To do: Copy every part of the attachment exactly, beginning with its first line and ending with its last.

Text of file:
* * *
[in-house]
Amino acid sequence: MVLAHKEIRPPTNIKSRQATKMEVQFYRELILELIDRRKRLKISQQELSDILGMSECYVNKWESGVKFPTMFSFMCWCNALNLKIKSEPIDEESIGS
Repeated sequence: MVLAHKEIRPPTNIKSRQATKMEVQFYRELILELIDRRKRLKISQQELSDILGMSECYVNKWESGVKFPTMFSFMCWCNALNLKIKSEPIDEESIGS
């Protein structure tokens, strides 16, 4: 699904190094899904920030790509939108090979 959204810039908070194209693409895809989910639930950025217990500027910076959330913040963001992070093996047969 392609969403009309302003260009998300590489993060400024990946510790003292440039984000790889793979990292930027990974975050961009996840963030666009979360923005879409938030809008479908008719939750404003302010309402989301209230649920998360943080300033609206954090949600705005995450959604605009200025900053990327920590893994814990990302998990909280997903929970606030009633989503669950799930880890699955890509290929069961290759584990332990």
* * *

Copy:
[in-house]
Amino acid sequence: MVLAHKEIRPPTNIKSRQATKMEVQFYRELILELIDRRKRLKISQQELSDILGMSECYVNKWESGVKFPTMFSFMCWCNALNLKIKSEPIDEESIGS
Repeated sequence: MVLAHKEIRPPTNIKSRQATKMEVQFYRELILELIDRRKRLKISQQELSDILGMSECYVNKWESGVKFPTMFSFMCWCNALNLKIKSEPIDEESIGS
């Protein structure tokens, strides 16, 4: 699904190094899904920030790509939108090979 959204810039908070194209693409895809989910639930950025217990500027910076959330913040963001992070093996047969 392609969403009309302003260009998300590489993060400024990946510790003292440039984000790889793979990292930027990974975050961009996840963030666009979360923005879409938030809008479908008719939750404003302010309402989301209230649920998360943080300033609206954090949600705005995450959604605009200025900053990327920590893994814990990302998990909280997903929970606030009633989503669950799930880890699955890509290929069961290759584990332990």